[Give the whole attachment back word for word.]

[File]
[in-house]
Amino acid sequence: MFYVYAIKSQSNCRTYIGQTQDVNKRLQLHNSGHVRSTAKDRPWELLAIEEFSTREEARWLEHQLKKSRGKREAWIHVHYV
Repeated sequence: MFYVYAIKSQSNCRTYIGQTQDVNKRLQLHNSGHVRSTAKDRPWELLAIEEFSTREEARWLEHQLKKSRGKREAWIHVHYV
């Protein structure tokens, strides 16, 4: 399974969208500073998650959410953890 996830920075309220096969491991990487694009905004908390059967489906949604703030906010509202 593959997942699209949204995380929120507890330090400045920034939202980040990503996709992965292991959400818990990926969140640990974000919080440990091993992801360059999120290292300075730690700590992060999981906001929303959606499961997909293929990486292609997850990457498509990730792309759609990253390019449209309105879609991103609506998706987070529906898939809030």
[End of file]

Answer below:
[in-house]
Amino acid sequence: MFYVYAIKSQSNCRTYIGQTQDVNKRLQLHNSGHVRSTAKDRPWELLAIEEFSTREEARWLEHQLKKSRGKREAWIHVHYV
Repeated sequence: MFYVYAIKSQSNCRTYIGQTQDVNKRLQLHNSGHVRSTAKDRPWELLAIEEFSTREEARWLEHQLKKSRGKREAWIHVHYV
């Protein structure tokens, strides 16, 4: 399974969208500073998650959410953890 996830920075309220096969491991990487694009905004908390059967489906949604703030906010509202 593959997942699209949204995380929120507890330090400045920034939202980040990503996709992965292991959400818990990926969140640990974000919080440990091993992801360059999120290292300075730690700590992060999981906001929303959606499961997909293929990486292609997850990457498509990730792309759609990253390019449209309105879609991103609506998706987070529906898939809030």